Highway 7 Synopsis: A terrifying tale of claustrophobia reveals a dark secret even more disturbing than the present ordeal. What should be an idyllic family reunion turns to trauma when a demon from the past reappears to claim its victim. An innocent girl investigating a series of brutal murders becomes warped in ways one cannot imagine. And a pit stop along a long highway drive may lead to love, or it may be the final destination in a bizarre twist of fate…
Award-winning mystery novelist Perry Prete returns with Highway 7: 4 Dark Tales, an anthology of unsettling horror stories that are sure to leave you shivering as you triple-check your locked door. Get ready to experience a weird world as you journey along Highway 7! – Goodreads
Highway 7 Review
Perry Prete knows how to write, and it shows in these engaging short stories gathered under the title of Highway 7: 4 Dark Tales. Each tale has the touch of mysterious and mystical that you would find in the tales told by Rod Sterling in the old black and white show that took you to alternate dimensions. What these tales are not, in my opinion at least, is scary. I expect a horror story to at least send a little shiver up my spine and while Prete definitely caught my attention (I read the whole book in one sitting), he never scared me.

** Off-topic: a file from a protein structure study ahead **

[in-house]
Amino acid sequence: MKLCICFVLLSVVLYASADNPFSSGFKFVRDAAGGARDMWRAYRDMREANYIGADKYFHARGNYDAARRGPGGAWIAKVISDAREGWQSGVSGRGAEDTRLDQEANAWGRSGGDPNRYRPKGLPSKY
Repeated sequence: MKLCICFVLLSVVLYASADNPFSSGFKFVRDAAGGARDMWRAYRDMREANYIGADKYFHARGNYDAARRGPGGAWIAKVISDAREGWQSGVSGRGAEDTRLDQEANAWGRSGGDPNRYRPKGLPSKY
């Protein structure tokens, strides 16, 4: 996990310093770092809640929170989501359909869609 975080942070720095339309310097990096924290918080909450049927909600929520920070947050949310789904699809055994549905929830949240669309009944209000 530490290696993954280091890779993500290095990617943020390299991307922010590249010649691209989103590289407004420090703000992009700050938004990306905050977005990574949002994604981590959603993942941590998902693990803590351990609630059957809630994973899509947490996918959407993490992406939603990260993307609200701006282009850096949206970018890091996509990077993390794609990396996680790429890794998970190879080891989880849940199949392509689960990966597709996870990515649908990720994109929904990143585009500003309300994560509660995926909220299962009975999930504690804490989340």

However, with that being said, I can see how some of the stories could be scary to the appropriate audience. The Elevator is sure to send a tingle through anyone who suffers from claustrophobia, while The Reunion gives us a literal beast that defies the weary traveler’s attempt to come home safely. Social Studies raised some interesting points in its low-key discourse of current social awareness and dipping its fingers into dangers of obsession and the lure of the forbidden. Highway 7 is the standout piece in the lot, simply for the fact that it seems so different from the others in its tale of the town that time forgot.
These soft-core dark mysterious musings wrap the reader in their embrace easily, with the author not overburdening the senses with unnecessary descriptions. Instead, in what he chooses to emphasize, he allows the reader to fill in the rest of the picture with their imagination. It is an effective technique that is disturbingly under-utilized in this age of spoon-feeding everyone exactly what they should see/smell/hear/feel. A bit of a left-turn from my normal readings, I’ll admit that while Highway 7 wasn’t precisely to my taste, it was still a cozy read to pass a few hours with, and I’m sure other readers will find at least one of the stories to their liking.